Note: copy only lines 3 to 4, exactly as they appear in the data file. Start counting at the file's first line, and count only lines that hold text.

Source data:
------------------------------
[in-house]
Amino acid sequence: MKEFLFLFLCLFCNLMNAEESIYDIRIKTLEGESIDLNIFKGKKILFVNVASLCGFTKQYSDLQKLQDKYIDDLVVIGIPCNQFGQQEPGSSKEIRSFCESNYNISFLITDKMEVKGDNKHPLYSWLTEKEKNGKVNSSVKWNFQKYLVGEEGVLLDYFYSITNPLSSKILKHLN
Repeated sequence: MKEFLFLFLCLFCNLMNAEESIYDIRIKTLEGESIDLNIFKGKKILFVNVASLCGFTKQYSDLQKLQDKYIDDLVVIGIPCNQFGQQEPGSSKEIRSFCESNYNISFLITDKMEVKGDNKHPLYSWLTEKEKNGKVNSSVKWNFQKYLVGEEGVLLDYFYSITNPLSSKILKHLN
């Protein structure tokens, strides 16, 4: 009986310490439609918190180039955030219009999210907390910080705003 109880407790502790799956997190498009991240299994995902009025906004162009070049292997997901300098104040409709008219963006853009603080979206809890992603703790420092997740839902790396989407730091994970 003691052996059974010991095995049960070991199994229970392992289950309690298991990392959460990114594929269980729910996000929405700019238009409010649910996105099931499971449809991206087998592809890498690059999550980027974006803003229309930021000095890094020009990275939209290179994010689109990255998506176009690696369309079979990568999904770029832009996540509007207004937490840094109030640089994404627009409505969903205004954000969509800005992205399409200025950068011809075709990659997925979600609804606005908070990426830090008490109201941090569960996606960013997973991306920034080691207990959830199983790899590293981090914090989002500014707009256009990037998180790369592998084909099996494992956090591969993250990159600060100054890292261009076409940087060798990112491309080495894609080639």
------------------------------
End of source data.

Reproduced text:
Repeated sequence: MKEFLFLFLCLFCNLMNAEESIYDIRIKTLEGESIDLNIFKGKKILFVNVASLCGFTKQYSDLQKLQDKYIDDLVVIGIPCNQFGQQEPGSSKEIRSFCESNYNISFLITDKMEVKGDNKHPLYSWLTEKEKNGKVNSSVKWNFQKYLVGEEGVLLDYFYSITNPLSSKILKHLN
């Protein structure tokens, strides 16, 4: 009986310490439609918190180039955030219009999210907390910080705003 109880407790502790799956997190498009991240299994995902009025906004162009070049292997997901300098104040409709008219963006853009603080979206809890992603703790420092997740839902790396989407730091994970 003691052996059974010991095995049960070991199994229970392992289950309690298991990392959460990114594929269980729910996000929405700019238009409010649910996105099931499971449809991206087998592809890498690059999550980027974006803003229309930021000095890094020009990275939209290179994010689109990255998506176009690696369309079979990568999904770029832009996540509007207004937490840094109030640089994404627009409505969903205004954000969509800005992205399409200025950068011809075709990659997925979600609804606005908070990426830090008490109201941090569960996606960013997973991306920034080691207990959830199983790899590293981090914090989002500014707009256009990037998180790369592998084909099996494992956090591969993250990159600060100054890292261009076409940087060798990112491309080495894609080639």